Short summary - Henri Coiffier de Ruzé, Marquis of Cinq-Mars
Alfred de Vigny
The plot of the novel is based on the story of the conspiracy of the favorite of King Louis XIII, the Marquis of Saint-Mar, against the all-powerful Cardinal Richelieu in 1642.
1639 Young Henri d'Effia, Marquis de Saint-Mar, goes to serve the king - goes to the siege of Perpignan, captured by the Spanish troops. Under cover of night, he says goodbye to Maria Gonzago, Duchess of Mantua, who lives in the castle under the tutelage of his mother. Young people love each other, but Mary was “born the daughter of a monarch,” and Saint-Mar must rise to get her hand. With this thought, the young man sets off on the road.
On the way, he stops in Loudun to see his mentor, Abbot Quillet. There he witnesses the execution of the priest Urbain Grandier, accused of witchcraft. However, the real reason for the unfortunate condemnation is the pamphlet he wrote against Richelieu. Judge Lobardemon, wanting to prove to everyone that the condemned is possessed by the devil, on the way to the fire brings a red-hot iron crucifix to Grandier's lips, and he involuntarily pushes him away. Outraged by such baseness, Saint-Mar grabs the crucifix with the hollow cloak and stabs the judge in the forehead.
Saint-Mar realizes that in the person of Judge Lobardemon he has acquired a mortal enemy. At night, the young man, "characterized by painful sensitivity and constant excitement of the heart", is haunted by disturbing dreams: Urbain Grandier under torture, a crying mother, Maria Gonzago, leading him to the throne, where he cannot rise, a gentle hand that turns out to be the hand of an executioner .. .
Cinq-Mars comes under the walls of Perpignan and breaks his tent where young noblemen already settled, which should be presented to the king. Driving around positions, he meets with parliamentary councilor de Tu, his childhood friend. "They embraced, and their eyes were moistened with sweet tears." Saint-Mar and de Tu are participating in the storming of the Spanish bastion, showing wonders of courage.
Saint-Maru has the honor to appear before the king. Seeing "a young pale face, large black eyes and long brown curls," the king is amazed at his noble appearance. The cardinal tells Louis that the young man is the son of the valiant Marshal d'Effia. Admired by Saint-Mar's courage, the king appoints him captain of his guard and expresses a desire to get to know him better. De Tu also receives royal praise.
Driving through the camp, Saint-Mar saves two Spanish prisoners from reprisal. Having sent them to his tent, he himself, overcoming the pain in his wounded leg, goes to the king. All Henri's thoughts are focused on how to "please" His Majesty, because he needs to "either rise or die." De Tu reproaches him for vanity. Saint-Mar assures a friend that his "intentions are as pure as heaven."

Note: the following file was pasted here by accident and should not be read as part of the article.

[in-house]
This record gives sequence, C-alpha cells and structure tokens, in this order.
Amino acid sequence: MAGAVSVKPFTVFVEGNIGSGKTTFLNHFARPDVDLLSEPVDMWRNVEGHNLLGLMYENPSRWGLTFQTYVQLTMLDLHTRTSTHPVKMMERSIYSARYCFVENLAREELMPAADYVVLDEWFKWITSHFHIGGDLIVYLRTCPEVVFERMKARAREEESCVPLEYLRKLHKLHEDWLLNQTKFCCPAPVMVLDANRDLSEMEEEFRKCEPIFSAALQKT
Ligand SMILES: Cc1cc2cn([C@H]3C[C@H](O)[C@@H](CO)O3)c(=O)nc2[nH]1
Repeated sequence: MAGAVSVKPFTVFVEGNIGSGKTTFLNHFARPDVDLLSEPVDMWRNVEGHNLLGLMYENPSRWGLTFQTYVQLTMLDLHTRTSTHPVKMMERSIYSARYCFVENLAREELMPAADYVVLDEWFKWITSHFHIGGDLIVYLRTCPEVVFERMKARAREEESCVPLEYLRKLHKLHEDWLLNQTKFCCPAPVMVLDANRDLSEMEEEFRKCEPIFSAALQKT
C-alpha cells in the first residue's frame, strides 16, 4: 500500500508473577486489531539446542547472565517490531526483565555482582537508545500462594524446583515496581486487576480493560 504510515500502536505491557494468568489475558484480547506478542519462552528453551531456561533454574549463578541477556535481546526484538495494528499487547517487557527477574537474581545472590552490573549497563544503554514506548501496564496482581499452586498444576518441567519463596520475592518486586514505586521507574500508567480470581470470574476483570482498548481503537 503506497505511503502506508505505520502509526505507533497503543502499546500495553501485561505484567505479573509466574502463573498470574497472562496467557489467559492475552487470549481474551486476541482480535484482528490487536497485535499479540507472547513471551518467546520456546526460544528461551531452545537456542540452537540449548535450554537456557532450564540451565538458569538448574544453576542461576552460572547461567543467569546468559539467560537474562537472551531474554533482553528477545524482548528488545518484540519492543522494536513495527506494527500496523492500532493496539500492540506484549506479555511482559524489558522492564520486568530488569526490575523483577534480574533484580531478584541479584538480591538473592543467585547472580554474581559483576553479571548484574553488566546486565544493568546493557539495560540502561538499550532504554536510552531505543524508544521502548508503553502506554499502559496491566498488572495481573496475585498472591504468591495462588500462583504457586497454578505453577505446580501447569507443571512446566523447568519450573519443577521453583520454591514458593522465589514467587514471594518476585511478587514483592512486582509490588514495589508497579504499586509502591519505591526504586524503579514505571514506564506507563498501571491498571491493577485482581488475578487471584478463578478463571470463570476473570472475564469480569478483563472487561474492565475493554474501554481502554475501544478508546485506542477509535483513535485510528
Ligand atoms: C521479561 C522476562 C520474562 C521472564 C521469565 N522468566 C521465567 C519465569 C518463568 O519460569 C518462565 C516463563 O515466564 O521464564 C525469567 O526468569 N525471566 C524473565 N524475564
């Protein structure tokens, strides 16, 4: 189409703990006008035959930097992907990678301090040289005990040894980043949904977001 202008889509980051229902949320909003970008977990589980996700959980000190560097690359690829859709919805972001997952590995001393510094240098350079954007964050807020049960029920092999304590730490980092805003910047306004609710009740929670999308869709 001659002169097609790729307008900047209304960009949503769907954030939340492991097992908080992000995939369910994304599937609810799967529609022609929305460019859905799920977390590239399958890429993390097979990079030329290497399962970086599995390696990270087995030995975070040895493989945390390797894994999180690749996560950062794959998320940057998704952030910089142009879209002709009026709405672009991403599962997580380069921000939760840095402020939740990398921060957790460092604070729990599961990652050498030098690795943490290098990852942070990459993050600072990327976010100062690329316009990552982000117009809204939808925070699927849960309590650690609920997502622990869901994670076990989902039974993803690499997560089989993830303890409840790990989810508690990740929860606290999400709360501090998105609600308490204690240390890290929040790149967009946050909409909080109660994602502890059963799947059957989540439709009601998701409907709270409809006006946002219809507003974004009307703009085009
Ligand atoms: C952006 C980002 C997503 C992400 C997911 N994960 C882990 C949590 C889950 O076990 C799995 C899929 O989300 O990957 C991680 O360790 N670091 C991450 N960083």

The king happily greets the young man: his appearance saves Louis from a painful conversation with the cardinal. Looking at Saint-Mar, Richelieu feels that this young man can cause him a lot of trouble. Seeing that Saint-Mar is wounded, the king orders to call his doctor and declares that if the wound is not dangerous, the young man will accompany him to Paris.
Richelieu is confident that Saint-Mar will become the favorite, and sends his lieutenant, Joseph's father, to keep an eye on him. “Let him either serve me or he will fall,” the cardinal declares.
Sitting at the head of Saint-Mar, de Thou discusses how much benefit the fatherland can bring an honest courtier, fearlessly speaking the words of truth to the monarch. Wanting to lift the veil of the future, young people, following an old belief, unfold a prayer book with a sword in order to read their fate on the pages that have opened. Smiling tightly, Saint-Mar reads a story about the execution of two holy friends-martyrs, Gervasius and Protasius. At this moment, Father Joseph enters the tent. According to the same belief, the first person to enter the room after reading will have a great influence on the fate of the readers.
Father Joseph is present at the conversation of Saint-Mar with the captives he saved. One of them turns out to be the son of Judge Lobardemon; due to the cruelty of his father, he was forced to leave his home. Saint-Mar gives young Lobardemon the opportunity to escape, but his secret becomes known to Father Joseph.
Pass Two years. Saint-Mar is the chief equestrian, the recognized favorite of Louis XIII. The cardinal is seriously ill, but continues to rule the country. Arrived at the court, Maria Mantuanska is under the patronage of Queen Anne of Austria, who wants to marry her to the Polish king. But Mary still loves Saint-Mar, and Abbot Quillet secretly betrothed them. Now the young man must become a constable in order to openly ask for her hand.